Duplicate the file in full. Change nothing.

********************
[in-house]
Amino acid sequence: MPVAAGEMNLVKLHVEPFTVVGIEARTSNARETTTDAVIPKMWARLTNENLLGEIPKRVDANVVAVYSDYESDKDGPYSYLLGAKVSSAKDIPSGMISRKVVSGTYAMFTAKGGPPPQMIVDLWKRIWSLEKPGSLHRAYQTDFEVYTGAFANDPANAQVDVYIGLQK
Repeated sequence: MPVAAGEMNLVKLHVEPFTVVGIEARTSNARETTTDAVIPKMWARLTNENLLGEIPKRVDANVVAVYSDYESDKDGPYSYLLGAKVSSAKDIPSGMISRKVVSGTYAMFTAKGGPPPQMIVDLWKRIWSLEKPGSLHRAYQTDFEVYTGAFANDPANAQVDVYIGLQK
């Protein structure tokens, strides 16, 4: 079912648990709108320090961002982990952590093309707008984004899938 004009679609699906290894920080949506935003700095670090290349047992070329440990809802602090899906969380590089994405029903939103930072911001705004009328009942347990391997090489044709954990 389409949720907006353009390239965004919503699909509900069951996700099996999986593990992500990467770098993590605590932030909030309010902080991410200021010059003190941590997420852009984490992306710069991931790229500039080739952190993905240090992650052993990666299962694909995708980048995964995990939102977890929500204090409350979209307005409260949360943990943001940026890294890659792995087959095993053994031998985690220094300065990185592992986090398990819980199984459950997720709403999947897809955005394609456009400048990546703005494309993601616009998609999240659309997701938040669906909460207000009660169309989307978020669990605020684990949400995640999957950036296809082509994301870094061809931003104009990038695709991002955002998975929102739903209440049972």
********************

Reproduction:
[in-house]
Amino acid sequence: MPVAAGEMNLVKLHVEPFTVVGIEARTSNARETTTDAVIPKMWARLTNENLLGEIPKRVDANVVAVYSDYESDKDGPYSYLLGAKVSSAKDIPSGMISRKVVSGTYAMFTAKGGPPPQMIVDLWKRIWSLEKPGSLHRAYQTDFEVYTGAFANDPANAQVDVYIGLQK
Repeated sequence: MPVAAGEMNLVKLHVEPFTVVGIEARTSNARETTTDAVIPKMWARLTNENLLGEIPKRVDANVVAVYSDYESDKDGPYSYLLGAKVSSAKDIPSGMISRKVVSGTYAMFTAKGGPPPQMIVDLWKRIWSLEKPGSLHRAYQTDFEVYTGAFANDPANAQVDVYIGLQK
């Protein structure tokens, strides 16, 4: 079912648990709108320090961002982990952590093309707008984004899938 004009679609699906290894920080949506935003700095670090290349047992070329440990809802602090899906969380590089994405029903939103930072911001705004009328009942347990391997090489044709954990 389409949720907006353009390239965004919503699909509900069951996700099996999986593990992500990467770098993590605590932030909030309010902080991410200021010059003190941590997420852009984490992306710069991931790229500039080739952190993905240090992650052993990666299962694909995708980048995964995990939102977890929500204090409350979209307005409260949360943990943001940026890294890659792995087959095993053994031998985690220094300065990185592992986090398990819980199984459950997720709403999947897809955005394609456009400048990546703005494309993601616009998609999240659309997701938040669906909460207000009660169309989307978020669990605020684990949400995640999957950036296809082509994301870094061809931003104009990038695709991002955002998975929102739903209440049972």